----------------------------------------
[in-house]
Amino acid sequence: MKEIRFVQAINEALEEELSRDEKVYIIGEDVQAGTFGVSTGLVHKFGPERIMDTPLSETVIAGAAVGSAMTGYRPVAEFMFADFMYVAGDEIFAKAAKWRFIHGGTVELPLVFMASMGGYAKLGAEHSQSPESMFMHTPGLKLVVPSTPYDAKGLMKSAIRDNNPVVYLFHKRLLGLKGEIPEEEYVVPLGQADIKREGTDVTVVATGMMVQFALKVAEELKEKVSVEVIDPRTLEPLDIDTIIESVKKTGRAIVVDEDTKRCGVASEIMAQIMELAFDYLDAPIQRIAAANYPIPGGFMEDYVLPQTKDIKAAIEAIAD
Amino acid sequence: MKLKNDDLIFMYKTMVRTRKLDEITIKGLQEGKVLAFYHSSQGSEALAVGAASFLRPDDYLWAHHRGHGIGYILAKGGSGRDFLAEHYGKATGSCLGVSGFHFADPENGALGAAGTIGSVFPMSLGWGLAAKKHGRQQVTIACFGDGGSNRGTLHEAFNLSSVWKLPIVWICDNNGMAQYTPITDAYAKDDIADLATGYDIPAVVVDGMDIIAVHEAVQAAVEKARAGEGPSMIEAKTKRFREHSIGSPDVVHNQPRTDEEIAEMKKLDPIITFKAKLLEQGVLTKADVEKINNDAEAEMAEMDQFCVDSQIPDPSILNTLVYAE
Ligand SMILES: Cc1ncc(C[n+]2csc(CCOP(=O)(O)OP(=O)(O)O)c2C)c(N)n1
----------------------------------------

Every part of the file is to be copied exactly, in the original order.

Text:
[in-house]
Amino acid sequence: MKEIRFVQAINEALEEELSRDEKVYIIGEDVQAGTFGVSTGLVHKFGPERIMDTPLSETVIAGAAVGSAMTGYRPVAEFMFADFMYVAGDEIFAKAAKWRFIHGGTVELPLVFMASMGGYAKLGAEHSQSPESMFMHTPGLKLVVPSTPYDAKGLMKSAIRDNNPVVYLFHKRLLGLKGEIPEEEYVVPLGQADIKREGTDVTVVATGMMVQFALKVAEELKEKVSVEVIDPRTLEPLDIDTIIESVKKTGRAIVVDEDTKRCGVASEIMAQIMELAFDYLDAPIQRIAAANYPIPGGFMEDYVLPQTKDIKAAIEAIAD
Amino acid sequence: MKLKNDDLIFMYKTMVRTRKLDEITIKGLQEGKVLAFYHSSQGSEALAVGAASFLRPDDYLWAHHRGHGIGYILAKGGSGRDFLAEHYGKATGSCLGVSGFHFADPENGALGAAGTIGSVFPMSLGWGLAAKKHGRQQVTIACFGDGGSNRGTLHEAFNLSSVWKLPIVWICDNNGMAQYTPITDAYAKDDIADLATGYDIPAVVVDGMDIIAVHEAVQAAVEKARAGEGPSMIEAKTKRFREHSIGSPDVVHNQPRTDEEIAEMKKLDPIITFKAKLLEQGVLTKADVEKINNDAEAEMAEMDQFCVDSQIPDPSILNTLVYAE
Ligand SMILES: Cc1ncc(C[n+]2csc(CCOP(=O)(O)OP(=O)(O)O)c2C)c(N)n1